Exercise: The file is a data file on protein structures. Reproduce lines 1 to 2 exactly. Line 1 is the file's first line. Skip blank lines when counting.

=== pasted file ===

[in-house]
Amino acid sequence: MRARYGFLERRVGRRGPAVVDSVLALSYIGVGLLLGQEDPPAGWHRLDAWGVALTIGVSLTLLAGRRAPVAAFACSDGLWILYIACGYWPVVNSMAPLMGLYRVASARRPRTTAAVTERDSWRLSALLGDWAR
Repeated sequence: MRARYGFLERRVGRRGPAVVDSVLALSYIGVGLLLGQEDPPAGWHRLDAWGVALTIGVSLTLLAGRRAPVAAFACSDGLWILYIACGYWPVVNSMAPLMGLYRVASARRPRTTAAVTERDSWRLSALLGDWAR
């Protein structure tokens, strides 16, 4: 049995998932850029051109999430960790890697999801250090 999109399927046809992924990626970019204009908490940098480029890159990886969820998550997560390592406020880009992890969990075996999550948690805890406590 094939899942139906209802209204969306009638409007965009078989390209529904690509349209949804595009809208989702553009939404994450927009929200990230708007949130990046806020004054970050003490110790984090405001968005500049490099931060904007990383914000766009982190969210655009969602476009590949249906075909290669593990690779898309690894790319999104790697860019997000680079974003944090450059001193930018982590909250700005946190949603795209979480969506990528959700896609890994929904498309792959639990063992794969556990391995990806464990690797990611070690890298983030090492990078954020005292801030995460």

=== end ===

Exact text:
[in-house]
Amino acid sequence: MRARYGFLERRVGRRGPAVVDSVLALSYIGVGLLLGQEDPPAGWHRLDAWGVALTIGVSLTLLAGRRAPVAAFACSDGLWILYIACGYWPVVNSMAPLMGLYRVASARRPRTTAAVTERDSWRLSALLGDWAR